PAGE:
- In a large frying pan or wok, heat it to medium. Let a couple of minutes pass for it to heat. Add in the coconut oil, wait a few moments for it to warm up. Then add in the onions and cinnamon stick. Stir for a few minutes until onion turns yellow.
- Once onions yellow and cinnamon has been infused with the oil, move the onions to one side and add in the chicken to the other. Cook the chicken for about 5 minutes or until they've been browned. Pro tip: For the chicken, at first place it flat on the pan. Don't touch it for a few minutes. Then flip it over to the other side so the chicken browns. Note: Most Instant Pots have a saute feature. You can choose to saute on the instant pot rather than a separate pan if you like. I like to saute on a frying pan as it makes cleaning up easier. Be careful when saute-ing on the instant pot as ingredients can stick to the bottom of the pot if you're not continually stirring.
Simmering the Spices
- If you want to cook on the stove top: If you're frying pan is large enough, you can simmer there. If not, move contents over to a larger pot and add in the curry powder, garam masala, cloves, garlic, ginger, tomato sauce, fresh tomatoes, and half a cup of coconut milk. Mix it together in medium heat. When it comes to a boil, lower temp to low heat and simmer for a half hour. If you're using an Instant Pot: Move the chicken and onion mix to the Instant Pot. Add in the curry powder, garam masala, cloves, garlic, ginger, tomato sauce, fresh tomatoes, and half a cup of coconut milk. Mix it together well. Close the lid, and cook on meat/stew for 10 minutes in high pressure.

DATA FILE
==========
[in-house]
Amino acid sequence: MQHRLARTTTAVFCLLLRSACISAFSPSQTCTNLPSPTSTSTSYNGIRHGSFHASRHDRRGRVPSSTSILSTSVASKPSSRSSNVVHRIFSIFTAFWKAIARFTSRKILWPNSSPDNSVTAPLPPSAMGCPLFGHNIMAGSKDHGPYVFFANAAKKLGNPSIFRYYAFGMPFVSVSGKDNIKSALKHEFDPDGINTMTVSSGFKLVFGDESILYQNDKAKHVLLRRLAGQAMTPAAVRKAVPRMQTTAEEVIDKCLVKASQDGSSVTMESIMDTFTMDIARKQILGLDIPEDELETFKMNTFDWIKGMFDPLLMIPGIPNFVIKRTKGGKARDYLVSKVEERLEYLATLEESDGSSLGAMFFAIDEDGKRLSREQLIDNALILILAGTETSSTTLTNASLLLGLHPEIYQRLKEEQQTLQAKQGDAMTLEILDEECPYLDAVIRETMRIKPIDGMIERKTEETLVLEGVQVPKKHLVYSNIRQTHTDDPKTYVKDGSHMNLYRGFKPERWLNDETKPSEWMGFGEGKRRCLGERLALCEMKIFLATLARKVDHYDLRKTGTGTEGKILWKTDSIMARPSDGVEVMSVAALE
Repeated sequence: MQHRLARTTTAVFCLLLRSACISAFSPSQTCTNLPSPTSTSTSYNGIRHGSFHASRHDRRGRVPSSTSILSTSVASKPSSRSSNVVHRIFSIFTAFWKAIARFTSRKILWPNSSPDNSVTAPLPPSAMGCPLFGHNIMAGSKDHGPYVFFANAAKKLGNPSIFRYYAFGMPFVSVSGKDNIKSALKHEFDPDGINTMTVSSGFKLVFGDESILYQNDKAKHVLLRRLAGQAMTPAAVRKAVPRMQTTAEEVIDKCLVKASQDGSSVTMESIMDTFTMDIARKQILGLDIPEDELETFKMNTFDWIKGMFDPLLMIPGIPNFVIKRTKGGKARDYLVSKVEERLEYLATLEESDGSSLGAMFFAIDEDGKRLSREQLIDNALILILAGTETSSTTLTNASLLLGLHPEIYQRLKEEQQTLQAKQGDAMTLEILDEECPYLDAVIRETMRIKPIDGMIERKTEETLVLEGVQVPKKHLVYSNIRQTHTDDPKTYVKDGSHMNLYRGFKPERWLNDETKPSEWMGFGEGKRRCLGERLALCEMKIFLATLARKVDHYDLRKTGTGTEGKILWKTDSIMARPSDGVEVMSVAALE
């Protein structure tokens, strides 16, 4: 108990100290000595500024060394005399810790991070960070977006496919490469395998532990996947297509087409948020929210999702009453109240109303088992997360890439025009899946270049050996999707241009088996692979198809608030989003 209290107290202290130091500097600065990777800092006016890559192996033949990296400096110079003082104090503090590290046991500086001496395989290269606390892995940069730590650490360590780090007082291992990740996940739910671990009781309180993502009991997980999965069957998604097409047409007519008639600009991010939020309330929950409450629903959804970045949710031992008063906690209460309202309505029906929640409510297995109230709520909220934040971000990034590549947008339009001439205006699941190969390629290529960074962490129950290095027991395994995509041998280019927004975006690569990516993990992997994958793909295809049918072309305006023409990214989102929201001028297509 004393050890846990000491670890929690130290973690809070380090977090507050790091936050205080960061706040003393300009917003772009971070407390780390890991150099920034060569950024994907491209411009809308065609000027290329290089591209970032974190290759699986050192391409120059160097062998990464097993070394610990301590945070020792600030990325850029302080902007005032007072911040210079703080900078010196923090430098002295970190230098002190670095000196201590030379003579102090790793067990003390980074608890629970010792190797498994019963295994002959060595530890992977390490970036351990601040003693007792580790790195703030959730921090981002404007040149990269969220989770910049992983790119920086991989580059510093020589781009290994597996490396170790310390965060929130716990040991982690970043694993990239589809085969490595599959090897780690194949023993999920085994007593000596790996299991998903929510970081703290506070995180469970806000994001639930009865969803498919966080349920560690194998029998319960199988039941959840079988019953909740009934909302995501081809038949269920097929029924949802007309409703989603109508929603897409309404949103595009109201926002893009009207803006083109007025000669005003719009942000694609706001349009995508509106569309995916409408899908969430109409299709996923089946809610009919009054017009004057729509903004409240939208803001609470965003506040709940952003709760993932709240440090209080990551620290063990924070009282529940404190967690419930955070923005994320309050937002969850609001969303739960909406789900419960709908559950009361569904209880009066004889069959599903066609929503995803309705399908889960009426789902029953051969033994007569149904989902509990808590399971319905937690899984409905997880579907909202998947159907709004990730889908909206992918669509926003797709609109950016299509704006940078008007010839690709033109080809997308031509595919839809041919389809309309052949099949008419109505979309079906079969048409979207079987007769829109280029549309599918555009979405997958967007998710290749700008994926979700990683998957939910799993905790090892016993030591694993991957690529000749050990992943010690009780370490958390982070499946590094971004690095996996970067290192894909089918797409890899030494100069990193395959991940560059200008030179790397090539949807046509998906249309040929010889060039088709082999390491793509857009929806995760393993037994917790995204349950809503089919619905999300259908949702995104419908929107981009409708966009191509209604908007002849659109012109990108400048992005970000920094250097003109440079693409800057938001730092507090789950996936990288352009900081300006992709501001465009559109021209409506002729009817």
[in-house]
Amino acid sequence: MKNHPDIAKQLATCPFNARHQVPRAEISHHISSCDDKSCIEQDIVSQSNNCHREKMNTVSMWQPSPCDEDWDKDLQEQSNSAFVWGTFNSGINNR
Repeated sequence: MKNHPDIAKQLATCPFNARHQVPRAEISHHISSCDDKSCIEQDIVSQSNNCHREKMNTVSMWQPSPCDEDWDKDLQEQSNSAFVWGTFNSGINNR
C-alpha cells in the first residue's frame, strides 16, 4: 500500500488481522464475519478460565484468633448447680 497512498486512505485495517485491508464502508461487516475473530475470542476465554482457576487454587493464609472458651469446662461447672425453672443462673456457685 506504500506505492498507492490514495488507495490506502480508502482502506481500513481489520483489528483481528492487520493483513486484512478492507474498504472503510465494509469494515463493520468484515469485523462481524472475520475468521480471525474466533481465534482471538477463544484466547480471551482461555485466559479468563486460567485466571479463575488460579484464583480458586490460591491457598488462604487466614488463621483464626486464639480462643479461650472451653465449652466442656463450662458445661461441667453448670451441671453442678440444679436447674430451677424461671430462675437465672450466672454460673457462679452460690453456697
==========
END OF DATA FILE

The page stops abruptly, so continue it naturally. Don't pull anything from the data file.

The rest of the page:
Thickening the gravy and finishing touches
- On the Stove Top: After simmering for a half hour, increase the heat to medium-high. You'll have another half a cup of coconut milk remaining. As the curry comes to a boil, pour the remainder of the coconut milk into the pot. Stir some more. It should thicken. On the Instant Pot: Let the pressure release naturally (NPR). This should take about 10 minutes. Then open the lid, set the mode to saute and as the curry comes to a boil, pour in the rest of the coconut milk (about 4 oz) left. Stir and it should thicken. Pro tip: If you like your curry to be even thicker, you can add heavy cream or almond flour to thicken it up a bit.
- Move the curry to a bowl. Top or garnish with either cilantro, coriander, or just have it the way it is. Enjoy!